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Danish pension funds probe bankrupt shipping fuels firm OW Bunker and consider litigation

Major investors launch investigation into failed company months after IPO

A group of Danish institutional investors, among them ATP, PFA Pension and PensionDanmark, has launched an investigation into why OW Bunker, a shipping fuels firm they invested in during its initial public offering (IPO) last March, declared bankruptcy just eight months later.

The institutions stand to lose hundreds of millions of Danish kroner as a result of OW Bunker’s failure. The investigation, to be conducted by two Danish law firms with support from the US auditor Ernst & Young, is a prelude to a possible lawsuit against the company.

“The investigation will focus on possible deficiencies in the prospectus prepared in connection with OW Bunker’s IPO as well as how the company was managed in the period from the IPO until the bankruptcy,” said ATP, which released a statement on behalf of the group on Wednesday (December 10).

ATP added: “The investigation will provide us with a basis for possible litigation for the sake of financial compensation, though each institutional investor will decide for itself how to proceed.” ATP, a DKK602bn (€81bn) Danish buffer fund, did not reveal how much it had invested in OW Bunker.

But Danish press reports say its exposure, along with that of PFA totalled DKK550m kroner. Except for PensionDanmark, which placed DKK50m with OW Bunker, the exposure from the other investors has not been disclosed. They include the pension schemes AP Pension, Industriens Pension and DIP/JØP as well as Swedish bank SEB and Maj Invest, a Copenhagen-based asset manager.In early November, OW Bunker said it was filing for bankruptcy after its banks refused to provide any more funding in the wake of $275m in losses. Those losses were caused both by a sharp decline in fuel prices and alleged fraud at a Singapore affiliate named ‘Dynamic Oil Trading.’ OW Bunker’s bankruptcy filing came just eight months after an IPO that that valued the company at $1bn.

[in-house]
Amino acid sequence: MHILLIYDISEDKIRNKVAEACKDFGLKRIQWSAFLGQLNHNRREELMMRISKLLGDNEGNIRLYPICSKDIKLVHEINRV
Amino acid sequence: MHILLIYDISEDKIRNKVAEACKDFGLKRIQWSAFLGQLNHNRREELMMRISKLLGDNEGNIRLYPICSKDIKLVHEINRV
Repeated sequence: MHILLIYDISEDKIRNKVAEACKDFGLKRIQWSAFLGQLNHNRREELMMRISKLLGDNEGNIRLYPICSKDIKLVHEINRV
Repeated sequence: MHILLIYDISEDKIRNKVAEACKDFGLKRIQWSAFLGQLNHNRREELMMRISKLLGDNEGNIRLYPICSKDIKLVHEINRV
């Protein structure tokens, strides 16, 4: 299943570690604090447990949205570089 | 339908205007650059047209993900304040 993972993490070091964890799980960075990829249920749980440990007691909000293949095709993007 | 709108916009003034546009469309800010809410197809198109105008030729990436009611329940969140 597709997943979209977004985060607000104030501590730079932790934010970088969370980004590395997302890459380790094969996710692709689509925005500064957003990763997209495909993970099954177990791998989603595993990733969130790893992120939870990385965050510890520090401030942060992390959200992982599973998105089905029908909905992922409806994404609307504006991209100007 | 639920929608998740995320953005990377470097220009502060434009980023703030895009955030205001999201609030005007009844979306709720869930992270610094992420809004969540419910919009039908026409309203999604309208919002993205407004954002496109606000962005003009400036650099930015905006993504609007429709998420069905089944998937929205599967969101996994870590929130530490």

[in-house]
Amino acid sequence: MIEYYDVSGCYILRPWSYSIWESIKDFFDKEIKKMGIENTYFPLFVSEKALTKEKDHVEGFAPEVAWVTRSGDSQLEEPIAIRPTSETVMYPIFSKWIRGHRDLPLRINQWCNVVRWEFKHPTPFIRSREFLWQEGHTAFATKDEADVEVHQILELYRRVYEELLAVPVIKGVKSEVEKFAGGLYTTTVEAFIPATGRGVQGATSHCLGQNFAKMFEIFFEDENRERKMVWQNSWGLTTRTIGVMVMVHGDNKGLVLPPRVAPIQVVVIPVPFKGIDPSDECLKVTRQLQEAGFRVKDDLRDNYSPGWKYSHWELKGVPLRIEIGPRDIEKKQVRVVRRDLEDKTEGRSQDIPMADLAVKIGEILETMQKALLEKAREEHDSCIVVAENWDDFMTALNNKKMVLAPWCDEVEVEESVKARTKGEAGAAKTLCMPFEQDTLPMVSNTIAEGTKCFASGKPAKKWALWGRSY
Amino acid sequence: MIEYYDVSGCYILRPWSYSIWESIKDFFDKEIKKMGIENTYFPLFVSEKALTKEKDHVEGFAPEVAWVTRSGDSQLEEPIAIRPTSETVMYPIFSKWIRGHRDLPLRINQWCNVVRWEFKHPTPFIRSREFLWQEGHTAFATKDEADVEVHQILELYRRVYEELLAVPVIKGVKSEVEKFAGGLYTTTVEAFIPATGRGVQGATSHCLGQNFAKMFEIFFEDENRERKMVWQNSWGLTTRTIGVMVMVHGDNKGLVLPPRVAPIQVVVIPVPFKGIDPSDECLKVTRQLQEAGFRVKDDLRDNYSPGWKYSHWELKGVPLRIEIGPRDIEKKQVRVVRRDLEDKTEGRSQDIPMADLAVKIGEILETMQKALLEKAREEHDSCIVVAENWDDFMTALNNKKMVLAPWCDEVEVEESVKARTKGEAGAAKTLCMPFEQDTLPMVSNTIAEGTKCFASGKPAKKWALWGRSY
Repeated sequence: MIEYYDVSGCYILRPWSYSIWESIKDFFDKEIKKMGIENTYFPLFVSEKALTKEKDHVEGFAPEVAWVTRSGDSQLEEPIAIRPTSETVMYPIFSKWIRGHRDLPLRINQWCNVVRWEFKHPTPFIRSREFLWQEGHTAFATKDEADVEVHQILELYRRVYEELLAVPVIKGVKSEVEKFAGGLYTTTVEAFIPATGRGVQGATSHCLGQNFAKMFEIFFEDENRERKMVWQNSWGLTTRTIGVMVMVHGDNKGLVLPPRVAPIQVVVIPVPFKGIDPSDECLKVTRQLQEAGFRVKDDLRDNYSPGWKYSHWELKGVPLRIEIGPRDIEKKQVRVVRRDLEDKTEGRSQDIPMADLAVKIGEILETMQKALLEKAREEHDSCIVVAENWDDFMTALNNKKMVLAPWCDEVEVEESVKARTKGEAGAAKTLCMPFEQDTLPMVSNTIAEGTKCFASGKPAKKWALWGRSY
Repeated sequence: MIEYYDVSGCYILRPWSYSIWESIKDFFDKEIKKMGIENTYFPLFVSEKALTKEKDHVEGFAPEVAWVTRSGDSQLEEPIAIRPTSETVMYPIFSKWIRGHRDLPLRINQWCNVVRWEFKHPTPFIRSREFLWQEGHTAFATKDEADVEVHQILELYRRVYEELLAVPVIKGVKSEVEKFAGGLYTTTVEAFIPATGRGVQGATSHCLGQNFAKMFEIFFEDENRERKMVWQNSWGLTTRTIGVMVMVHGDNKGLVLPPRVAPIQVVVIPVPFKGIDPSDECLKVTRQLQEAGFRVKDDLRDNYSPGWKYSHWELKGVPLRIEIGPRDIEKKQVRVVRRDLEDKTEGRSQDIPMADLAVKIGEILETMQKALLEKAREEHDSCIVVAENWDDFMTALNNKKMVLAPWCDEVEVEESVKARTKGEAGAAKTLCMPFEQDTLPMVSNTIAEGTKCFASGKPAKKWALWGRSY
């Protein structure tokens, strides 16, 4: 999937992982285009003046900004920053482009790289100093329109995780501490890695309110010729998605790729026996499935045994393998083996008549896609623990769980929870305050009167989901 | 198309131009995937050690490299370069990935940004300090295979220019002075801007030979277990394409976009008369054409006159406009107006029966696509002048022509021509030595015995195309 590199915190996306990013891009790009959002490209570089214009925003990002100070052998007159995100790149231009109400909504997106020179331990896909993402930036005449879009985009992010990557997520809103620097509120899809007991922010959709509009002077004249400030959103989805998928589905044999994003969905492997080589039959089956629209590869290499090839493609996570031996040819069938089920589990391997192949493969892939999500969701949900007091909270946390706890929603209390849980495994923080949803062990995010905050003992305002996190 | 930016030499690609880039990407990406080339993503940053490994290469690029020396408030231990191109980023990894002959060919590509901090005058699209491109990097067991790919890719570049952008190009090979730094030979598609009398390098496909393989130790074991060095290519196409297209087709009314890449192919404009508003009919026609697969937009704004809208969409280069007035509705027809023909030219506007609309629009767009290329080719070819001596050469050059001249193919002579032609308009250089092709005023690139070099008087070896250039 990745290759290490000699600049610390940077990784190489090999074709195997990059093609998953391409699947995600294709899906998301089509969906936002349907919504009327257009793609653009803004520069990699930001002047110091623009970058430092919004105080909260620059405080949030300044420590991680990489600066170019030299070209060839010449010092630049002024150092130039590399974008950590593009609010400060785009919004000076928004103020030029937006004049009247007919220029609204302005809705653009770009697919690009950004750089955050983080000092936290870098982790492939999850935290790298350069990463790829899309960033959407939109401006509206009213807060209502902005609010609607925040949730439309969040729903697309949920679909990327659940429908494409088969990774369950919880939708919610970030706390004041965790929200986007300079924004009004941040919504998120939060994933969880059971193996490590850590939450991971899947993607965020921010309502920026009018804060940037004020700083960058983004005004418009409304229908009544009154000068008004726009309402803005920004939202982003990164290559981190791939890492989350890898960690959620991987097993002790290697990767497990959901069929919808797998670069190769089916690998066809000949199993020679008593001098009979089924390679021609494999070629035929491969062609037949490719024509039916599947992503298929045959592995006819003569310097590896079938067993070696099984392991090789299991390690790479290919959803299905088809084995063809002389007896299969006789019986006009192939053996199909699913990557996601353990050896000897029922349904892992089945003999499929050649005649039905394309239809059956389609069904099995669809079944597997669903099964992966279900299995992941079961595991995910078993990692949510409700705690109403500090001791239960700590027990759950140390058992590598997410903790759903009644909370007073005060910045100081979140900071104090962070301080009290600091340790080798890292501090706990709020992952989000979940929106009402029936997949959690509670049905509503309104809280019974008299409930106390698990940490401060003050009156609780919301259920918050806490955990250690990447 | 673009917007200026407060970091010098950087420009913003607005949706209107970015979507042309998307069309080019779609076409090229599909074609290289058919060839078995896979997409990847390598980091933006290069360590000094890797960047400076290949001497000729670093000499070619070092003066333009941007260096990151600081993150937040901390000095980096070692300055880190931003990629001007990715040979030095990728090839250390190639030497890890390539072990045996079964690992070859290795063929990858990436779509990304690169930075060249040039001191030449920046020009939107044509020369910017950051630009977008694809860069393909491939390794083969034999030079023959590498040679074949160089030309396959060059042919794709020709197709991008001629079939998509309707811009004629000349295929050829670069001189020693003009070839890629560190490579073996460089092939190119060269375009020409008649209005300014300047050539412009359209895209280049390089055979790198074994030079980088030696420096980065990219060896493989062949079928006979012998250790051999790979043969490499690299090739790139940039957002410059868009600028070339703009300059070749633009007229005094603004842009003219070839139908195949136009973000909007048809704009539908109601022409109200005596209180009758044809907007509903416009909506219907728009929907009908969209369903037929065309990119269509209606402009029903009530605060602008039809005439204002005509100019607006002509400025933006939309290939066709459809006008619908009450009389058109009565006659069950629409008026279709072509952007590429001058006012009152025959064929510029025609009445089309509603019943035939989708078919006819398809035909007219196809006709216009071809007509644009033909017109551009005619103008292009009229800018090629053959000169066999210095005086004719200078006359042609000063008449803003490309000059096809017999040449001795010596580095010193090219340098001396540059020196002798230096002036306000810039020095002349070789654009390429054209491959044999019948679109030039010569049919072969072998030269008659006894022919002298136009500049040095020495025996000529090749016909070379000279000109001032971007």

What exactly happened at the Singapore unit is unclear. According to Danish press reports, Dynamic Oil Trading extended a $125m loan to a client who didn’t pay it back. OW Bunker has since fired two executives from the unit and notified Danish authorities about their activities. The reports also said the Singapore unit was not expressly mentioned in the prospectus released before OW Bunker’s March IPO.

Founded in 1980, OW Bunker was a once major supplier of shipping fuel, with a global market share of 7%. Until its IPO it was majority owned by Swedish private equity firm Altor Equity Partners – whose investors include leading institutional investors.

Meanwhile, Folksam’s SEK130m (€13.8m) investment in Northland Resources, a Swedish mining company, is at risk now that Northland has also declared bankruptcy. According to news reports, Northland is foundering due to $650m in debts and falling iron ore prices. Folksam, a commercial life insurance and pensions provider, has SEK340bn in assets under management. ATP statement (Danish)